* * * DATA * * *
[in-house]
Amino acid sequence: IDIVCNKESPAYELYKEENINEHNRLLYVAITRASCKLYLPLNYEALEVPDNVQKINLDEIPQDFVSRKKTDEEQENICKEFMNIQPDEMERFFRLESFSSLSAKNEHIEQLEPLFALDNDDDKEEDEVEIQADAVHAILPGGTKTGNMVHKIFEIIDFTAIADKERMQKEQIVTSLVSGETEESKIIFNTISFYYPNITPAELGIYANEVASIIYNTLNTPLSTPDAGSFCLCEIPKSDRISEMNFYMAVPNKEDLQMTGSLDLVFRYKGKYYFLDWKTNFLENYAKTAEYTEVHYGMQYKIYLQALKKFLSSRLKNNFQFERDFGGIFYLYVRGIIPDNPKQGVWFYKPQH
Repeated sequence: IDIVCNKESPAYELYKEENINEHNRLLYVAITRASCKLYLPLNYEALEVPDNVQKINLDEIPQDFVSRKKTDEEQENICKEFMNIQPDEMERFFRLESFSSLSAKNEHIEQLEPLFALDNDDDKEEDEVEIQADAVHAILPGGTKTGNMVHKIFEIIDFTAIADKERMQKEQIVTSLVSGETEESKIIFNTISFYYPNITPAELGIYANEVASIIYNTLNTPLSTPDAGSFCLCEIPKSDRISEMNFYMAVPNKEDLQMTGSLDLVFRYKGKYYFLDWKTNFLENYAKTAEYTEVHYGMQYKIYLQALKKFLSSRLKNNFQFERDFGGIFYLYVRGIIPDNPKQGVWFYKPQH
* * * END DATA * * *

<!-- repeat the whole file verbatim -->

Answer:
[in-house]
Amino acid sequence: IDIVCNKESPAYELYKEENINEHNRLLYVAITRASCKLYLPLNYEALEVPDNVQKINLDEIPQDFVSRKKTDEEQENICKEFMNIQPDEMERFFRLESFSSLSAKNEHIEQLEPLFALDNDDDKEEDEVEIQADAVHAILPGGTKTGNMVHKIFEIIDFTAIADKERMQKEQIVTSLVSGETEESKIIFNTISFYYPNITPAELGIYANEVASIIYNTLNTPLSTPDAGSFCLCEIPKSDRISEMNFYMAVPNKEDLQMTGSLDLVFRYKGKYYFLDWKTNFLENYAKTAEYTEVHYGMQYKIYLQALKKFLSSRLKNNFQFERDFGGIFYLYVRGIIPDNPKQGVWFYKPQH
Repeated sequence: IDIVCNKESPAYELYKEENINEHNRLLYVAITRASCKLYLPLNYEALEVPDNVQKINLDEIPQDFVSRKKTDEEQENICKEFMNIQPDEMERFFRLESFSSLSAKNEHIEQLEPLFALDNDDDKEEDEVEIQADAVHAILPGGTKTGNMVHKIFEIIDFTAIADKERMQKEQIVTSLVSGETEESKIIFNTISFYYPNITPAELGIYANEVASIIYNTLNTPLSTPDAGSFCLCEIPKSDRISEMNFYMAVPNKEDLQMTGSLDLVFRYKGKYYFLDWKTNFLENYAKTAEYTEVHYGMQYKIYLQALKKFLSSRLKNNFQFERDFGGIFYLYVRGIIPDNPKQGVWFYKPQH